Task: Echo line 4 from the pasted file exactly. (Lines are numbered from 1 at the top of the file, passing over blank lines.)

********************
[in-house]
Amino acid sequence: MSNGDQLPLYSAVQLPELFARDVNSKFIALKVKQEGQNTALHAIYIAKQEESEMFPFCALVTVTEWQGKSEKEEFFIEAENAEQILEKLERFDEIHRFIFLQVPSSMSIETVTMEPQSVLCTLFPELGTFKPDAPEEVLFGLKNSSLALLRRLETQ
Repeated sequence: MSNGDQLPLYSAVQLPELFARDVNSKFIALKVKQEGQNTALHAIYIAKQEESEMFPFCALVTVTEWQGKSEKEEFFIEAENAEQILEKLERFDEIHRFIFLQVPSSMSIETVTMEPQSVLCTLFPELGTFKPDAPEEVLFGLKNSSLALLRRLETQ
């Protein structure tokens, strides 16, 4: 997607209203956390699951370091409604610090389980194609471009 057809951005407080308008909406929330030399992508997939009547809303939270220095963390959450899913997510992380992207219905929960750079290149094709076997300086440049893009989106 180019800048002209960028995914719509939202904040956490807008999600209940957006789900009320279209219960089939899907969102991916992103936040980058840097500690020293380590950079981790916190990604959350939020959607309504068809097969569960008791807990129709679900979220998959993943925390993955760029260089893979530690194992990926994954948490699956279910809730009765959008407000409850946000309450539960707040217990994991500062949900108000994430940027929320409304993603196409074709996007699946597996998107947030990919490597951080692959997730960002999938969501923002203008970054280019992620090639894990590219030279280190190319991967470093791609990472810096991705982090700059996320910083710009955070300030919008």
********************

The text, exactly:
């Protein structure tokens, strides 16, 4: 997607209203956390699951370091409604610090389980194609471009 057809951005407080308008909406929330030399992508997939009547809303939270220095963390959450899913997510992380992207219905929960750079290149094709076997300086440049893009989106 180019800048002209960028995914719509939202904040956490807008999600209940957006789900009320279209219960089939899907969102991916992103936040980058840097500690020293380590950079981790916190990604959350939020959607309504068809097969569960008791807990129709679900979220998959993943925390993955760029260089893979530690194992990926994954948490699956279910809730009765959008407000409850946000309450539960707040217990994991500062949900108000994430940027929320409304993603196409074709996007699946597996998107947030990919490597951080692959997730960002999938969501923002203008970054280019992620090639894990590219030279280190190319991967470093791609990472810096991705982090700059996320910083710009955070300030919008």